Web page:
The Holy Father adopted the image to signify his membership in the Society of Jesus, which he entered in 1958.
Since the day Saint Ignatius of Loyola adopted by the monogram and sunburst as his personal seal in 1541, it has been used as the seal of the Order which he founded, commonly known as the Jesuits, together with the cross above and the three nails below the monogram.
Though it may not be obvious at first, the monogram IHS is an abbreviation of the name Jesus in Greek - IHSOUS - and its use can be found as early as the 8th century as demonstrated by its use on certain gold coins. Over the last thirteen hundred years, it has been used to ornament any number of Christians projects, including churches, vestments, and graves. It is even found on the cross that stands over the grave of the Servant of God Father Augustus Tolton in my hometown, whose cause for beatification and canonization is underway:
Though commonly misread as a dollar sign, here the I, H, and S are superimposed over each other, without the sunburst.
Today the monogram is largely associated with the Society of Jesus, but the monogram largely owes its widespread use to the sons of Saint Francis of Assisi. It was Saint Bernardine of Siena (d. 1444), a member of the Order of Friars Minor, who popularized the use of the monogram and fostered devotion to the holy name of Jesus.
The image of the monogram and sunburst can be found in many Franciscan churches and sanctuaries, including the one at Mount La Verna, from which I returned just a few days ago. There, in the Chapel of Saint Mary of the Angels, are two beautiful pieces of ceramic art - known collectively as della Robbia after the family who produced them - depicting both the Incarnation and the Crucifixion. At the base of each is this monogram, shown in this detail at the right.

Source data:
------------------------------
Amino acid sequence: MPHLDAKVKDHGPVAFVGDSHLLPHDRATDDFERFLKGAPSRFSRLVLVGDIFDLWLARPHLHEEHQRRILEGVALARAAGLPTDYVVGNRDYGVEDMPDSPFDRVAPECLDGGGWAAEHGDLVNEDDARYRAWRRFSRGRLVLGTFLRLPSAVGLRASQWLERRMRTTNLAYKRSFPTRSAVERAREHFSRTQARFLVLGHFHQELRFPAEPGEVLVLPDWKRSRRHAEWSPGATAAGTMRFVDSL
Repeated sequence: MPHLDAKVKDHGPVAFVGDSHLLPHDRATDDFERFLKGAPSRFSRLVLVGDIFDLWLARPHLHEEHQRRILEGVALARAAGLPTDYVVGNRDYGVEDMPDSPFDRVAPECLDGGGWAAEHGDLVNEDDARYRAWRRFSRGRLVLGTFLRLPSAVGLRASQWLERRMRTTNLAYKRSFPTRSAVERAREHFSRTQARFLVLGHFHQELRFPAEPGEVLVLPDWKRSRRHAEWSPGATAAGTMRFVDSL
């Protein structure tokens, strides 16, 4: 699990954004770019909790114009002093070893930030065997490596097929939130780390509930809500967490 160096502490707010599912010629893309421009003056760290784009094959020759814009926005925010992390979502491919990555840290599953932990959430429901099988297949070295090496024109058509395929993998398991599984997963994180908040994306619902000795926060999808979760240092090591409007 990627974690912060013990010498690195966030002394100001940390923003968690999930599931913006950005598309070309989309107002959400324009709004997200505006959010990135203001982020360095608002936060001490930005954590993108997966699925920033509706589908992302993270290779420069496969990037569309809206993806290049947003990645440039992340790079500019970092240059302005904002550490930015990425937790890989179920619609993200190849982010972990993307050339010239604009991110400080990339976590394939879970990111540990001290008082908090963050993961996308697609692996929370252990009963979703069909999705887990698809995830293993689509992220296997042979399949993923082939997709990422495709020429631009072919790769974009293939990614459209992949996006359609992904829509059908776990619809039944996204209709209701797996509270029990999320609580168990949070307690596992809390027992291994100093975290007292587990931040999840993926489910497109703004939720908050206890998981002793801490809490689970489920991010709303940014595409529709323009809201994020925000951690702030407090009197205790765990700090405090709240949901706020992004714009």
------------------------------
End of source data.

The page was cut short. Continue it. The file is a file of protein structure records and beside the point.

As he traveled throughout Italy preaching for up to three hours at a time to crowds of up to 30,000 people about the holy name, Saint Bernardine would frequently display a placard on which he had painted the monogram and sunburst, saying as he did so, "So this name must be proclaimed that it may shine out and never be suppressed" (Sermo 49).
Known as the Apostle of Italy, Saint Bernardine sought to inspire love of the holy name of Jesus in the hearts of his listeners and to quell strife and discord by displaying the name of Jesus, urging those who looked upon it to place themselves under its banner rather than the banners of their warring factions. In these efforts he met with great success and we would do well to call upon his intercession in our own day, which is so often marked with discord and factions, as well, both within and outside the Church. How good it would be if we would choose to united ourselves together under the banner of the holy name of Jesus!
Today is also a fitting day for us to pause and prayerfully consider our use of the name of Jesus. When it is spoken on our lips, is "the shining splendor" and "the brilliance and sweet savor of that name," to again quote Saint Bernardine, revealed in our words?
Saint Berardine declared that the name of Jesus "must not be preached by someone with sullied mind or unclean lips." How clean are our lips and how pure are our minds when we speak the name of Jesus?
Together, let us seek to deepen our reverence and love of the holy name of Jesus by making use of a prayer used by Saint Bernardine:
Jesus, Name full of glory, grace, love and strength! You are the refuge of those who repent, our banner of warfare in this life, the medicine of souls, the comfort of those who morn, the delight of those who believe, the light of those who preach the true faith, the wages of those who toil, the healing of the sick. To You our devotion aspires; by You our prayers are received; we delight in contemplating You. O Name of Jesus, You are the glory of all the saints for eternity. Amen.